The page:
U of R: Brain cleans while we sleep
Updated: Friday, October 18 2013, 02:28 PM EDT
Rochester, N.Y. Here's a reason to get some shuteye: A new study suggests our brains go on a cleaning spree during sleep, flushing out gunk that builds up while we're awake.
Though the cleaning was observed in mice, scientists think it happens in people too.
The findings were reported in Friday's issue of the journal Science and may provide new clues to treat Alzheimer's and other brain diseases.
University of Rochester researchers found that the brain’s method of waste removal, called the glymphatic system, is highly active during sleep. Cells also decrease in size by 60 percent allowing for toxins or waste to be flushed out more easily.
“When we wake up, the system is fired up,” researcher Rashid Deane said. “The brain is more active, the cells are they are busy doing their job. They are sending signals to various parts of the body. When we sleep the cells change their role.”
People who are sleep-deprived have trouble learning and making decisions. But despite decades of research, scientists can't agree on the basic purpose of sleep.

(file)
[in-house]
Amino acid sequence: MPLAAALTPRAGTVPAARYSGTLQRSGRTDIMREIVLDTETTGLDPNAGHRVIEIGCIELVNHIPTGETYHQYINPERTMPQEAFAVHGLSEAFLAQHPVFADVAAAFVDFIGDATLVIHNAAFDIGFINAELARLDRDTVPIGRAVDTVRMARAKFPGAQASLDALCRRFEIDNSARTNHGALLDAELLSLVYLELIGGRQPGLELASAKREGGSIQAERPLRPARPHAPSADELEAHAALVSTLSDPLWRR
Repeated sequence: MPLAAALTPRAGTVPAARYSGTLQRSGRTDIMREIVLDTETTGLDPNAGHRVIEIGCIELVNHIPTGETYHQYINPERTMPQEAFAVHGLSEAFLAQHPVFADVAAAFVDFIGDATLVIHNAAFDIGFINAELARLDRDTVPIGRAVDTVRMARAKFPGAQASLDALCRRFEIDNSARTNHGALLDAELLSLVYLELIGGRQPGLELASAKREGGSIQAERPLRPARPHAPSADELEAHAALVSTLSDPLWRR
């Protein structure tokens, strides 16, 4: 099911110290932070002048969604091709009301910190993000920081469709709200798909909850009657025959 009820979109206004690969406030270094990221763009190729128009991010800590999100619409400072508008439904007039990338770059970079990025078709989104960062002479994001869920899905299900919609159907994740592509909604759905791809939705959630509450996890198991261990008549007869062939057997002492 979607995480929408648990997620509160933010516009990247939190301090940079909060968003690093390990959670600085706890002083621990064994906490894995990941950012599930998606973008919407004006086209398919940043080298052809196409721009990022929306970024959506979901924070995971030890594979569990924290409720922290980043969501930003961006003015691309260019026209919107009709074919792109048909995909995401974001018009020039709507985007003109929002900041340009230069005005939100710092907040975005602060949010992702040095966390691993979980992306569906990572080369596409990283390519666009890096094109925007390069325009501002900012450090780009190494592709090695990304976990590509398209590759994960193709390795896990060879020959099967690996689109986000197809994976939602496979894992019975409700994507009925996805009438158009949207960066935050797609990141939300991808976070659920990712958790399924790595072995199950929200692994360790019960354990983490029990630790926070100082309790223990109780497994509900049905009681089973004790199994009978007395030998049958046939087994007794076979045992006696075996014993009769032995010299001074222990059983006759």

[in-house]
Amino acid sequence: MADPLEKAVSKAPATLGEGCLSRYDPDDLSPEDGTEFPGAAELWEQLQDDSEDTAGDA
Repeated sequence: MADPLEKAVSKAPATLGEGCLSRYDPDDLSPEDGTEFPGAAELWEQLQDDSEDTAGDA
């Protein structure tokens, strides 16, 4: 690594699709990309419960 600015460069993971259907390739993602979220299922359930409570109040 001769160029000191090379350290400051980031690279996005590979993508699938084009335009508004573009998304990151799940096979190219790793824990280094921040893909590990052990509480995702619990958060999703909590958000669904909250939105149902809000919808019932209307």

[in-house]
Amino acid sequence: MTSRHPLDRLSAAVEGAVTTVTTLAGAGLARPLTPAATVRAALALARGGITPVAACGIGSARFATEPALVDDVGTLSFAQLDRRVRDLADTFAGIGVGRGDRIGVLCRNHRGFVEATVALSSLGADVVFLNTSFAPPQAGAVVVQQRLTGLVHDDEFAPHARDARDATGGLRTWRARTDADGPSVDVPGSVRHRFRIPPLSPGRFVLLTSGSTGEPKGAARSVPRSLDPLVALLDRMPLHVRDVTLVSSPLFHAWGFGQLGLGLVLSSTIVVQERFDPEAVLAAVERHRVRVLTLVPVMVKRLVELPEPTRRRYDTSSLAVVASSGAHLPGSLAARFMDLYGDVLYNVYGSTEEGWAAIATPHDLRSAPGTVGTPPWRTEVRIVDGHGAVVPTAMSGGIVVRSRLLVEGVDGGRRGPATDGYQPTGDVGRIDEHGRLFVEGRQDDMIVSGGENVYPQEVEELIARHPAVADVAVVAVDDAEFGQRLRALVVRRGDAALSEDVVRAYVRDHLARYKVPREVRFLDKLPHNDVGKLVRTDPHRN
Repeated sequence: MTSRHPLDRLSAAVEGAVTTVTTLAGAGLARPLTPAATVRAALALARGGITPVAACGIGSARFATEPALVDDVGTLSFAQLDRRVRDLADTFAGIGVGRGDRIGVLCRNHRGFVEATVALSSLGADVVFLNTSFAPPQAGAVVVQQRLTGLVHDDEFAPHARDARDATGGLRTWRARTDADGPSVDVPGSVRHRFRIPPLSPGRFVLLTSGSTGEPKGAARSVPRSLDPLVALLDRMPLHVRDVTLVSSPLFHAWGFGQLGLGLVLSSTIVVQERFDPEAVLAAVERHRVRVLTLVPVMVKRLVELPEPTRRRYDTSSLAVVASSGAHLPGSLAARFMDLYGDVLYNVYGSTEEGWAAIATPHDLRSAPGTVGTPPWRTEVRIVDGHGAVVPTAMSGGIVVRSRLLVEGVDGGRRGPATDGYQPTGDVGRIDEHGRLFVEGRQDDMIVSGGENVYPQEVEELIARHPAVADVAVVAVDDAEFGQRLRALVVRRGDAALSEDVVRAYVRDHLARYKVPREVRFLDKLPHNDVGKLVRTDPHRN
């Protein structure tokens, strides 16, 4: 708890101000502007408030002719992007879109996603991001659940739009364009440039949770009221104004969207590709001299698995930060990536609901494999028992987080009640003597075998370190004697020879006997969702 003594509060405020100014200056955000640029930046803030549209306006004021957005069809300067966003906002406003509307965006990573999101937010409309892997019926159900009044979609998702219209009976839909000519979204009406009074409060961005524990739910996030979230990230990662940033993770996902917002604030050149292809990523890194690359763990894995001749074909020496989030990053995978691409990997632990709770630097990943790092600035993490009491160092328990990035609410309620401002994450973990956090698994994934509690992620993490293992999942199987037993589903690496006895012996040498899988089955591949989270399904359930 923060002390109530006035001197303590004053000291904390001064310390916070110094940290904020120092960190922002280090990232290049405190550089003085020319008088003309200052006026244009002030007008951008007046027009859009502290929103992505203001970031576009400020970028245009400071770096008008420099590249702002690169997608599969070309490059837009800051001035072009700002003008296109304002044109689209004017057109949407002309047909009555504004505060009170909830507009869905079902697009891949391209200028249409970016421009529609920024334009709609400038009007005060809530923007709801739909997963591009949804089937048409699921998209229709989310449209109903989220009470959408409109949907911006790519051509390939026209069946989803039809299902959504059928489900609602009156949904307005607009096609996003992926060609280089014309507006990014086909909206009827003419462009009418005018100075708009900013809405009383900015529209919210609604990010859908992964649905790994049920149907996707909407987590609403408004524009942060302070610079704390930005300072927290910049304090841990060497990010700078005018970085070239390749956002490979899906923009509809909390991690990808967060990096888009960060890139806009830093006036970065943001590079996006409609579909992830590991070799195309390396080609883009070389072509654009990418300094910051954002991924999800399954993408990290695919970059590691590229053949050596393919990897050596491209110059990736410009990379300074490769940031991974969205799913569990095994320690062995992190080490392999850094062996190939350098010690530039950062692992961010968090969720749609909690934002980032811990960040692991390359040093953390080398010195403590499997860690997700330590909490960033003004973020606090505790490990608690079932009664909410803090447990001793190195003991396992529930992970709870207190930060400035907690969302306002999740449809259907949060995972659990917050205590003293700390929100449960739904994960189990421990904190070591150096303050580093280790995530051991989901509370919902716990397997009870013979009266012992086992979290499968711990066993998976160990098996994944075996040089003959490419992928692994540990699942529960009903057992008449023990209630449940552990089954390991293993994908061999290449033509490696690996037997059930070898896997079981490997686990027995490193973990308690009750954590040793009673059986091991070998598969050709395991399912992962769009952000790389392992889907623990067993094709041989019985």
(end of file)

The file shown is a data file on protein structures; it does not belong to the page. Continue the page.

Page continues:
For the study, researchers the brains of mice while awake and asleep. They found cellular waste flowed faster out of the brains of sleeping mice than mice that are awake.
Deane explains that the lack of sleep could cause the waste to build up—the waste is made up of the same toxins responsible for Alzheimer’s disease and other neurological disorders.
Dr. Wilfred Pigeon, an associate professor of psychiatry at UR, says this finding about sleep and the brain’s waste removal could have significant implications for treating diseases like Alzheimer’s.
“Cutting edge research like this provides signals that we can hone in on and investigate further,” Pigeon said. “That's the case here. This dramatic discovery is leading us to ask questions... what does this mean for sleeping disorders, could it be the cause or consequence?”